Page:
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Non-Prog CD Reviews

Carla Lynne Hall

Supernova

Review by Gary Hill

This is an enchanting album. There’s something very honest and endearing about Hall’s vocals and lyrics and the music she creates to help her tell her tale is wonderful. It moves between country, Beatles-like pop rock and nearly pure jazz with finesse and grace. This is an album that should win over just about anyone who hears it. Yes, I think the appeal is that widespread. I would have to say it’s one of the best independent release discoveries I’ve made – and I hear a lot of new music. You can sample a couple songs from Hall in our members area and see what I mean.

This review is available in book format (hardcover and paperback) in Music Street Journal: 2009  Volume 2 at lulu.com/strangesound.

Track by Track Review
Supernova
At first I could swear I hear theremin on this – and I love theremin. In any event it moves out to a rather psychedelic sounding arrangement that reminds me a bit of The Beatles. From there this becomes a pop rock cut that’s got some definite retro ties. It’s a good tune. The bridge on this is particularly Beatles-like.
Long Distance Love
Hall changes gears drastically here, bringing us this stripped down, gospel-like country cut.
Remind Me to Forget
This opens with a sound that reminds me of Pink Floyd. When it drops back to the verse it’s closer to the tones of the previous piece. There’s a Beatles-like bridge and those sounds remain after, merging with the more country based elements of the verse.
My Body’s Keeper
Those Beatles elements are back here, but there’s a million other things going on here, too. This is purely sublime and the best cut on show. It’s emotional both musically and lyrically. Hall’s vocal delivery is incredibly powerful and this track is simply brilliant. This one is worth the price of admission here even by itself. 
Say Goodbye
Here’s a funky and bouncy little number that reminds me quite a bit of Stevie Wonder. It’s a catchy tune and possibly the best move to follow up from that last masterpiece. You don’t need to compete with something that strong if you change things up completely. There’s a definite retro element to this.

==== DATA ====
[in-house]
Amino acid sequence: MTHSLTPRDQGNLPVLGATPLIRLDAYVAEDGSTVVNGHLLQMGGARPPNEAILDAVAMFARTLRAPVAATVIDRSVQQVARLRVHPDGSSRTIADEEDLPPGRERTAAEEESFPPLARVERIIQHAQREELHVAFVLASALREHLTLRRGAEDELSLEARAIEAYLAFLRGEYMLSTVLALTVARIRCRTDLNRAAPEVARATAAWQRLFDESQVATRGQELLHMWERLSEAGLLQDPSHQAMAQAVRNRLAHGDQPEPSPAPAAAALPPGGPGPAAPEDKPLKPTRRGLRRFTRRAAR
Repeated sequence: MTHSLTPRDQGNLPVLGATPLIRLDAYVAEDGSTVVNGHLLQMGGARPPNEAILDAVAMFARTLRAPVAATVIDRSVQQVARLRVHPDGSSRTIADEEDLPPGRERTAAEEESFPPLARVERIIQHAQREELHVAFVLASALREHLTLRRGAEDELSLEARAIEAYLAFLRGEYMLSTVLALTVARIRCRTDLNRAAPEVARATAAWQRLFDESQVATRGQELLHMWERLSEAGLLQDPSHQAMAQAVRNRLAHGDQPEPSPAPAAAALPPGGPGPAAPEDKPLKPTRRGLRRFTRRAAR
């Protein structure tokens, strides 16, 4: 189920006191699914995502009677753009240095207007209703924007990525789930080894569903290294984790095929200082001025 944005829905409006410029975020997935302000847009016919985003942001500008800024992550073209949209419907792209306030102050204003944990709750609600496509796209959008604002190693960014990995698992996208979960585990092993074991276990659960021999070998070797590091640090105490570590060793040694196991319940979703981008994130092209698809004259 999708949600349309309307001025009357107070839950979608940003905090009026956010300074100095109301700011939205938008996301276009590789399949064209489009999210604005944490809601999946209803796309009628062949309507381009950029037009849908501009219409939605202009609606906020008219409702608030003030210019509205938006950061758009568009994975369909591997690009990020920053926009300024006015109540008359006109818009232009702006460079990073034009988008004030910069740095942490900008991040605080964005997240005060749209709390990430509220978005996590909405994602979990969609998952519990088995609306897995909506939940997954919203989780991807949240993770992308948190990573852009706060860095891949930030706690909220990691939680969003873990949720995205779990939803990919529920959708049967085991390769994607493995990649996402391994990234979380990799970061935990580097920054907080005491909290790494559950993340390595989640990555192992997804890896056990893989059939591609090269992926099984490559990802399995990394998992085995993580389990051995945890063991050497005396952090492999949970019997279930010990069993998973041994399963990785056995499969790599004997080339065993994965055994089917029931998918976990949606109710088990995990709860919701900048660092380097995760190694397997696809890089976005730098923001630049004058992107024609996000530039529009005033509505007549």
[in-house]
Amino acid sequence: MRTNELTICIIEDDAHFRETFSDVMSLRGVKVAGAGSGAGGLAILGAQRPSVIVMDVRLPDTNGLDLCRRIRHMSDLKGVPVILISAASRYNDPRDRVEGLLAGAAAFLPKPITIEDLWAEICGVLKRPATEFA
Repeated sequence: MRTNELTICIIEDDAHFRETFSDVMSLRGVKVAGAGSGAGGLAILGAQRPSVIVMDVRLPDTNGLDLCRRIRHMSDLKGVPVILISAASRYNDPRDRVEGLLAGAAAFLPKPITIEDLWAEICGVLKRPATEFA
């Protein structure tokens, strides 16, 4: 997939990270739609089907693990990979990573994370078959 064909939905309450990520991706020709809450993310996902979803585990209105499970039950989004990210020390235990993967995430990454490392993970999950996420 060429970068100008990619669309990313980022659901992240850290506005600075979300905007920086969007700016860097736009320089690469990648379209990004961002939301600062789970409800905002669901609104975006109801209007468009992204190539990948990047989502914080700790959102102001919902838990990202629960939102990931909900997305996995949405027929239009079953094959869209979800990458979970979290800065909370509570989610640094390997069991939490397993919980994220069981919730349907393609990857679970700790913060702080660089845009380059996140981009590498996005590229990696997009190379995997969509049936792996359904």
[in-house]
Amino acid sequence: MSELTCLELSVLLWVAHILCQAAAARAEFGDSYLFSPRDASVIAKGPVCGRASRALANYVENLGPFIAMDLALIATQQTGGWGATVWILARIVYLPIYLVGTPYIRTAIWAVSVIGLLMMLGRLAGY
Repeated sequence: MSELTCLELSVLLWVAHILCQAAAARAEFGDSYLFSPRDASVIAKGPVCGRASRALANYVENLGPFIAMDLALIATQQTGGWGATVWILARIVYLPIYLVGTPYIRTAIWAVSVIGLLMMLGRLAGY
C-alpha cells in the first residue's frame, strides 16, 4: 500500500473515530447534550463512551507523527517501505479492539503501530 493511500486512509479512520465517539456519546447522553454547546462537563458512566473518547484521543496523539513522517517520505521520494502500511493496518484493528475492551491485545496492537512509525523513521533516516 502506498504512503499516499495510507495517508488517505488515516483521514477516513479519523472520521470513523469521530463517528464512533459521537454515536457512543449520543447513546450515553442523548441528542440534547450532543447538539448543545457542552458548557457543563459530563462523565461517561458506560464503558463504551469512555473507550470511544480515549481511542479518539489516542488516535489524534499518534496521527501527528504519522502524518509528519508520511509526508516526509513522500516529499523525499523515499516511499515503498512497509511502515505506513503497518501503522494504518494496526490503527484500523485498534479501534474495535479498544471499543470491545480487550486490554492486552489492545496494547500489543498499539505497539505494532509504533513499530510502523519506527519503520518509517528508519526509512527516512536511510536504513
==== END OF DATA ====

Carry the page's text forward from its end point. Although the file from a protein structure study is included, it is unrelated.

Left Side Blues
I wouldn’t necessarily call this a “blues.” Sure, it’s got a bit of a bluesy edge to it, but it’s more jazzy than that. This is seriously sultry. Sure there is some definite bluesy guitar here and there, but that’s way too restrictive a term for this. Much of the disc has a sexual nature, but the line “I know your favorite position, but not your middle name” is particularly telling. This has such a tasty musical texture it’s a killer track and I love it. It’s another highlight of a very strong disc. 
My First Child
This song is all about a mother’s love for her child. It’s a rousing country music goes bluesy piece. It’s a little trite in some ways, but it’s still a good cut. In comparison to the rest of the disc it might be the weakest, but this would be one of the winners on many artists’ discs. 
Pullin’ Me Back
This is pretty much a pure jazz cut. It’s powerful and beautiful. There are some definite progressive rock elements here and this is another highlight of the disc. 
Fallin’
As this opens it has definite Beatles-like elements, but perhaps as delivered by Tom Petty. It starts as a tentative and sparse arrangement, but shifts out to something more powerfully delivered later. For something that starts with such a stripped down approach this becomes incredibly involved and powerful. It’s another highlight. 
Lucy & Ethel
I love the opening lines, “I’m the Ethel to your Lucy / But our show is over and you’re moving away.” This is a folky sort of piece that’s pretty and poignant. It’s more subdued than a lot of the disc, but it’s a good change of pace.
Supernova (Reprise)
As you might guess this is a reprise of the opening number. It’s got more of a country texture as delivered here. It makes for a nice book-ending approach.
You'll find extra content from this artist in the Music Street Journal members area.
 
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